Hollywood Celebrity Jews


Opening on Friday, June 15, are The Seagull and Tag.

Corey Stoll
Corey Stoll

The former is an adaptation of Anton Chekhov’s classic 1896 play. A few critics liked the film without reservations but more said the acting was great, but the film didn’t quite work. The setting is the estate of Sorin (Brian Dennehy), a retired Russian civil servant. Visiting the estate are the other four main characters: Irina, an aging actress who is Sorin’s sister (Annette Bening); Boris (Corey Stoll, 42), a successful middlebrow novelist who is Irina’s lover; Konstantin (Billy Howle), Irina’s 20-ish son; and Nina (Saorise Ronan), a girl from a nearby estate who is involved with Konstantin. The action takes off when Nina falls in love with Boris.

WEST HOLLYWOOD, CA - SEPTEMBER 21: Actress Mare Winningham attends The Academy Of Television Arts & Sciences Performer Nominees' 64th Primetime Emmy Awards Reception at Spectra by Wolfgang Puck at the Pacific Design Center on September 21, 2012 in West Hollywood, California. (Photo by Imeh Akpanudosen/Getty Images)
Mare Winningham

A hallmark of Chekov’s writing is well-developed supporting characters. Many are played by Jewish actors: Jon Tenney (Dr. Dorn), 56; Mare Winningham (Polina), 59; Michael Zegen (Mikhail), 39; and Glenn Fleshler (Shamrayev), 49. The film was directed by Michael Mayer, 57, a two-time Tony winner.

Rashida JonesTag is based on a true story about five friends who have been playing the schoolyard game since they were children. As adults, they drop everything to meet up once a year and play the game again. As the film opens, the wedding of Jerry, the only player (Jeremy Renner) never to lose at tag, coincides with the annual tag game. The other four players figure he’ll be so distracted that they can finally beat him. The cast includes Rashida Jones, 42, as Cheryl, the only female player, and Isla Fisher, 42, as a close friend of Cheryl’s.


Now streaming on Netflix is Bombshell, a documentary about the life of actress and inventor Hedy Lamarr (1914-2000). The film had a limited theatrical opening last year. Few persons under 50 have even heard of Lamarr, but in her heyday, circa 1940, she was a big Hollywood star and was widely considered the most beautiful actress alive. In the last 25 years, another side of the actress has become known — her talent for invention.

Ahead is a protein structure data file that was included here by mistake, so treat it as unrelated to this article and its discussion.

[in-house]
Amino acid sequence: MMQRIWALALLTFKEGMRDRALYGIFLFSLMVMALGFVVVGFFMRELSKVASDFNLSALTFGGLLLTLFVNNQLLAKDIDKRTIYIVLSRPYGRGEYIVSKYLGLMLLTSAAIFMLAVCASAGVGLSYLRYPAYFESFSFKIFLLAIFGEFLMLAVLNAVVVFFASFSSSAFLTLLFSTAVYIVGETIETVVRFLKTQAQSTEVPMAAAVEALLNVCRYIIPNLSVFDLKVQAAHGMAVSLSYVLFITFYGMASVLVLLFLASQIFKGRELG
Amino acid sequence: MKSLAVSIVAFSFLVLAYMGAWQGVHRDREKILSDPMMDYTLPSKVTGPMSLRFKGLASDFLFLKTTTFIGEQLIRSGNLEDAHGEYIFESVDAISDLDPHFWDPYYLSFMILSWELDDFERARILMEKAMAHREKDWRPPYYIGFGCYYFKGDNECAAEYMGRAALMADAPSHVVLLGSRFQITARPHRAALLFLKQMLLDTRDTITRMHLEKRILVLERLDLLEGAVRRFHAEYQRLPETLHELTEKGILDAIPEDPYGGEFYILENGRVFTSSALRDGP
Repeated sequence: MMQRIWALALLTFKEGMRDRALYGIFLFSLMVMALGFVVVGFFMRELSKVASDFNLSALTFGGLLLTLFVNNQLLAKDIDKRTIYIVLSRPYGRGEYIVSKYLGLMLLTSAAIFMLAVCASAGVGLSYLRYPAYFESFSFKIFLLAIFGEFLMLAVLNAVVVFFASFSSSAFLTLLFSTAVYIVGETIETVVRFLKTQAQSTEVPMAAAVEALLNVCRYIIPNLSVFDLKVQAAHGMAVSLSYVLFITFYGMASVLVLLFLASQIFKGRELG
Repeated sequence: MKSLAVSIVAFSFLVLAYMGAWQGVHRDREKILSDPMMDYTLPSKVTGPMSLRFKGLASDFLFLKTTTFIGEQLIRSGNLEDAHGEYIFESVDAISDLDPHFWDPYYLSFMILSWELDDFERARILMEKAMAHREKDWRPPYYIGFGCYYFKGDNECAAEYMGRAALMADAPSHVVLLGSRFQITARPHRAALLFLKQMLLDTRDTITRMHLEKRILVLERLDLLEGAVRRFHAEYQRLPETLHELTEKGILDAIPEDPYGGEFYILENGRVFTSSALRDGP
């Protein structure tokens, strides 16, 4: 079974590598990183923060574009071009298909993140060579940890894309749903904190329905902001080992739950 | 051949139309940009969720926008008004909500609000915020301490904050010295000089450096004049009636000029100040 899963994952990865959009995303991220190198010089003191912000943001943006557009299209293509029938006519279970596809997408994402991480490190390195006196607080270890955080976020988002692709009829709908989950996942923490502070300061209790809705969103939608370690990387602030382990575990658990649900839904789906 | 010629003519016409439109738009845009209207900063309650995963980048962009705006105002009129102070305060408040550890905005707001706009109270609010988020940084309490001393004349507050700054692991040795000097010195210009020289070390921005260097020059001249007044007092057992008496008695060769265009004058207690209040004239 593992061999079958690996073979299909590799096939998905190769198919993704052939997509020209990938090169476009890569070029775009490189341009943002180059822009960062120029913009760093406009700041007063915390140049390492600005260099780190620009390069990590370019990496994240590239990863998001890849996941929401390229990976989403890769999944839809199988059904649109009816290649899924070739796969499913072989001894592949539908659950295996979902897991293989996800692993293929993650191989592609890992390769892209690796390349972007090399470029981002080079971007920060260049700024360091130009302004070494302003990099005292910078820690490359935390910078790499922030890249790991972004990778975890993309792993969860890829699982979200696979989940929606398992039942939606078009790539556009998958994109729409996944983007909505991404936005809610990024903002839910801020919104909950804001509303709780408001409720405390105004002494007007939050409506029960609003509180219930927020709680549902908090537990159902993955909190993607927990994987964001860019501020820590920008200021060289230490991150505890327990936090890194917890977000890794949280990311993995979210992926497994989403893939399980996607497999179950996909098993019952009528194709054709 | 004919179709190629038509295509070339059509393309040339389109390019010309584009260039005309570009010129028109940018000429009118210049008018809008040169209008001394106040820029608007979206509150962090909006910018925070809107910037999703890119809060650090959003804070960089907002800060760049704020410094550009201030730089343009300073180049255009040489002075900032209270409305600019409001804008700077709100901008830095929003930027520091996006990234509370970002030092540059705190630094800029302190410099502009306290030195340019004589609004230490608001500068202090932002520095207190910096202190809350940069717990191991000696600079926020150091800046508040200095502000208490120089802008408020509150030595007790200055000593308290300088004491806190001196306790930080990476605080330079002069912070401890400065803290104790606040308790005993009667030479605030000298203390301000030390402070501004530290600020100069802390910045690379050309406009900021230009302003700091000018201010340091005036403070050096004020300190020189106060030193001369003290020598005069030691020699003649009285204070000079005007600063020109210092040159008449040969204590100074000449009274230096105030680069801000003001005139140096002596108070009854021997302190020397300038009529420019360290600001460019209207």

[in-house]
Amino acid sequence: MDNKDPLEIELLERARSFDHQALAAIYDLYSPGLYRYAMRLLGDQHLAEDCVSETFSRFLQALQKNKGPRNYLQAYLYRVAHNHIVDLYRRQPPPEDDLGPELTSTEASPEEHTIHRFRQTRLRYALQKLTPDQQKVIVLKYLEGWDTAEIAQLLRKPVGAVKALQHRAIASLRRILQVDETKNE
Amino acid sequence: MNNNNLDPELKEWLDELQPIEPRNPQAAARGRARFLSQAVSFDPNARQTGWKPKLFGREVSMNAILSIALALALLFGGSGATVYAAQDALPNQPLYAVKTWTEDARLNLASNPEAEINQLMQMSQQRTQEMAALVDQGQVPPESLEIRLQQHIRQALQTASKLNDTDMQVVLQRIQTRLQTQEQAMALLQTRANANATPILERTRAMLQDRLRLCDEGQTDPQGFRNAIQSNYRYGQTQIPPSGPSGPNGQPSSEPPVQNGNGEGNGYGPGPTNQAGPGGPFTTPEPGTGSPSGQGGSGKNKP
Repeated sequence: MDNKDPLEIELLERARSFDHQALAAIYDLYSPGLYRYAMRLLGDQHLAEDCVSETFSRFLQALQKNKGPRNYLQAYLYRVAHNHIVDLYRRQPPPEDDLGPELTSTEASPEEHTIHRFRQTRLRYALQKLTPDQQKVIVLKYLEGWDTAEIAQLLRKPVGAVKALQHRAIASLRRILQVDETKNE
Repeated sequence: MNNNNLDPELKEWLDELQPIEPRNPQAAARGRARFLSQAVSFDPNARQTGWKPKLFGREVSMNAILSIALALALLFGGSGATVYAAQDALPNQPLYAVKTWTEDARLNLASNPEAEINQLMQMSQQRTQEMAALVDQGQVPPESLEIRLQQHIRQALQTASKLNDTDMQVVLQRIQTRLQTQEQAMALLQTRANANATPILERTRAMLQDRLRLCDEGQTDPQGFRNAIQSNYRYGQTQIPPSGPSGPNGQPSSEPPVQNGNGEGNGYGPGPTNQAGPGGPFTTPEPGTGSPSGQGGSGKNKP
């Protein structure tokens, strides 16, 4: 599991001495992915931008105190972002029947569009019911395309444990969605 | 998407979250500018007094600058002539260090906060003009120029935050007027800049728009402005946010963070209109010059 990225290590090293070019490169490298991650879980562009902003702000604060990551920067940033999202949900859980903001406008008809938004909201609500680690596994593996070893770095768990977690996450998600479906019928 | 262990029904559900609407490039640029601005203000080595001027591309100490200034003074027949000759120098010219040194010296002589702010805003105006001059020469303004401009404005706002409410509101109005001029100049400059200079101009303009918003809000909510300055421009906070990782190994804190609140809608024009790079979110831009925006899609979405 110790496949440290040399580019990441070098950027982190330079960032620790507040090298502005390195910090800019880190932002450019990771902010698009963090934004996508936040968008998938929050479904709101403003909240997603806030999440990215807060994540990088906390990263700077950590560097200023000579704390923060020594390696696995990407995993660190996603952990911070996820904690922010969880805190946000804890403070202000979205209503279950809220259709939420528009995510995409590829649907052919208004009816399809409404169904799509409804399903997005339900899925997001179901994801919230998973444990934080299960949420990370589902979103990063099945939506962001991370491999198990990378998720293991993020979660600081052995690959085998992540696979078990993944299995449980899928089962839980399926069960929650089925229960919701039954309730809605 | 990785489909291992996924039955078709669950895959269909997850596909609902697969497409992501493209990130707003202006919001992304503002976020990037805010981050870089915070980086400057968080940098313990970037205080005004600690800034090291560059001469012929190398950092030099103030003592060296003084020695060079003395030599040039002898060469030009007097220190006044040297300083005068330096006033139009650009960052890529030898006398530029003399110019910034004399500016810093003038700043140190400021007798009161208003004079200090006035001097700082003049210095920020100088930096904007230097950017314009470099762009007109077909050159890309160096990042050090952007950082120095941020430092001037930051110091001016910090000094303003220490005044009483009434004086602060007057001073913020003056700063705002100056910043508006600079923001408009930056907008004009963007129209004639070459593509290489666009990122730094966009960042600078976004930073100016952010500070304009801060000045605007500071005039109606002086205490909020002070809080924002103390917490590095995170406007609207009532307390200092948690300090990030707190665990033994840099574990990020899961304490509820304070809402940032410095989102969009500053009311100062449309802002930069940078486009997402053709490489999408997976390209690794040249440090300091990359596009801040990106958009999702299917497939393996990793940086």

Hedy Lamarr - Glamorous portrait of movie actress Hedy Lamarr wearing white fox fur short jacket.1938 - ©Diltz/RDA/Everett Collection (00523921)
Hedy Lamarr

The film is well worth watching — Lamarr led an extraordinary life. But, be warned, it isn’t a happy story. Lamarr was the child of assimilated and affluent Viennese Jews. Early on, she was interested in science, but that wasn’t, then, a viable career path for women. Her beauty led her into an acting career in European films and, later in Hollywood pics.

Via interviews with her three children, and many others (including Mel Brooks), a full portrait of Lamarr emerges. She sometimes had great courage. On the other hand, she cast off things that were “inconvenient,” like her Jewish background, her one adopted child and her five husbands. Much time is spent on her most famous invention: a way to make radio-controlled torpedoes invulnerable to “jamming” by Nazi subs. The Navy didn’t use the invention during WWII, but later her “frequency hopping” idea became the basis for the way cell-phone calls, WI-FI and GPS is transmitted. No more spoilers! Watch the film. It’s worth your time.

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